Cisco Uploads Motivation 1.0 To Black Hat Community

    August 1, 2005
    WebProNews Staff

Incensed by the networking company’s hostile treatment of former ISS researcher Michael Lynn, several hackers now seek to find new flaws in Cisco’s software.

Maybe Cisco shouldn’t have spent all that time ripping pages out of the Black Hat conference book. Instead of keeping a critical potential weakness from being discussed publicly, Cisco managed to motivate the speaker to seize his fifteen minutes of fame and give the talk anyway.

Now, Cisco may reap a whirlwind of motivated hacker activity, as several security researchers attending the Defcon conference have begun work in earnest to find new flaws in the Cisco IOS.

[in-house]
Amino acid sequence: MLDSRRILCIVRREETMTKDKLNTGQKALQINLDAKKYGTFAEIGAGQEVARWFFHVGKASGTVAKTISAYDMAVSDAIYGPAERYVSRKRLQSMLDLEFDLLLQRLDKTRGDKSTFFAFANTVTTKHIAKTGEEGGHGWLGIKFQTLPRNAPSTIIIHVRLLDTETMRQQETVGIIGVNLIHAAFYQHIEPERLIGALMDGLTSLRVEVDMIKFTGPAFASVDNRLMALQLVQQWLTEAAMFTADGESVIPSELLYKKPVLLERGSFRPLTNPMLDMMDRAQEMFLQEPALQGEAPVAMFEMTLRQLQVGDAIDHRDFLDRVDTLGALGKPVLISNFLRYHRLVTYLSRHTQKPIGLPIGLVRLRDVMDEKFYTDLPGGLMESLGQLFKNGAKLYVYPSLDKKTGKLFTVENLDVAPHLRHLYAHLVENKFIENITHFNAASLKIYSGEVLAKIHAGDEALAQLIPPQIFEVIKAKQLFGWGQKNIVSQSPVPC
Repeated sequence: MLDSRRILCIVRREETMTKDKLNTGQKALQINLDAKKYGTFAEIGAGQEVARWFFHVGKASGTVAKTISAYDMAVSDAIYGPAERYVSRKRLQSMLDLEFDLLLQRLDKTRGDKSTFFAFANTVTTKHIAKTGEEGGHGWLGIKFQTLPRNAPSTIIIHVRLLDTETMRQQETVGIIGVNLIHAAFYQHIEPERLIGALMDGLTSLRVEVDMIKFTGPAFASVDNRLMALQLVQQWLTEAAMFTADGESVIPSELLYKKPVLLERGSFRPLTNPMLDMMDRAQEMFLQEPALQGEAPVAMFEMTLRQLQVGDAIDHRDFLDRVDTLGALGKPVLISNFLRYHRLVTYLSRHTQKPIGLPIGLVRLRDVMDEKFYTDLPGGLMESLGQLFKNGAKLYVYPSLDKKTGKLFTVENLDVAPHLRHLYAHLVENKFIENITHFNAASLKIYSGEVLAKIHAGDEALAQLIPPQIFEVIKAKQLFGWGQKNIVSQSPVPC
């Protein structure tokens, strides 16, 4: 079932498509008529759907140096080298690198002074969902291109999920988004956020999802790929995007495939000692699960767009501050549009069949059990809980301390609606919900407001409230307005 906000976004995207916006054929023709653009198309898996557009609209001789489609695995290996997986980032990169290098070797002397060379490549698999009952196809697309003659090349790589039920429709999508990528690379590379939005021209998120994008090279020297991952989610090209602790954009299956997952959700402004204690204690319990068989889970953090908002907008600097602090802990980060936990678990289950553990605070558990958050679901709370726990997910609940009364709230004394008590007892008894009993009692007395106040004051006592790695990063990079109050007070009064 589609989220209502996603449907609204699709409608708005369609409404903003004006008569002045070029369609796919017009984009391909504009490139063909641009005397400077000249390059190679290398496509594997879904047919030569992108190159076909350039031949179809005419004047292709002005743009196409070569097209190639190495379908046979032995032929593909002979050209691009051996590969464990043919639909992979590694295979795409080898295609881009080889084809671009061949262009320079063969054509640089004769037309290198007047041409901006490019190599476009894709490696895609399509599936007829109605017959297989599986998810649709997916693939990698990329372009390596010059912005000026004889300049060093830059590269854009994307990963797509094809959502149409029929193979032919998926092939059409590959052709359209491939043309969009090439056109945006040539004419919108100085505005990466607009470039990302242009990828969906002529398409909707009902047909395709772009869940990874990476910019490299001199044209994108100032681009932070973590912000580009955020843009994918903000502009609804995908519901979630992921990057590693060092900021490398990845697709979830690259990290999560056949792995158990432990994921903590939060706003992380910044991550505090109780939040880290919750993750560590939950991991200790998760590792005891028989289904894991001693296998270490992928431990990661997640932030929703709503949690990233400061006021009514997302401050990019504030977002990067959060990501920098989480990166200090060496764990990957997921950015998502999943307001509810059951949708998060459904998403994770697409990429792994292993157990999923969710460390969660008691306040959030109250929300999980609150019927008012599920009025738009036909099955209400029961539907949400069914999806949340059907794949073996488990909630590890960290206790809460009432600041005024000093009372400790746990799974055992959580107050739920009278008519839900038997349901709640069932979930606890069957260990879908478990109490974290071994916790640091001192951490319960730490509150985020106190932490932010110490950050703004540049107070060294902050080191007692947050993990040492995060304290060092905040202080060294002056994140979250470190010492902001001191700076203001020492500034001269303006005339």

Should a flaw be found similar to the one used in Mr. Lynn’s talk, hackers could recreate the steps in his talk to gain control of a Cisco device. According to a CNET News report, many hackers want to find a new flaw in order to illustrate the urgency customers should feel in patching their Cisco devices.

No one working on finding a new flaw claims to have any interest in using that knowledge maliciously. But while the report mentions a few researchers working over the past weekend, there are certainly many more throughout the world who would like to exploit Cisco’s flaws for criminal game.

Cisco has contended it was only protecting its intellectual property by going to court with ISS to seek an injunction against the presentation. The resulting attention has made Cisco look bad, and the situation could have been avoided.

Cisco blames Mr. Lynn for going outside the usual channels for addressing security problems. The company had patched the specific flaw used in the unauthorized demonstration in April. However, the conditions that would let a flaw become an exploit, via the steps Mr. Lynn demonstrated, still exist. He felt that Cisco wasn’t doing enough to publicize the fix for those conditions.

David Utter is a staff writer for WebProNews covering technology and business. Email him here.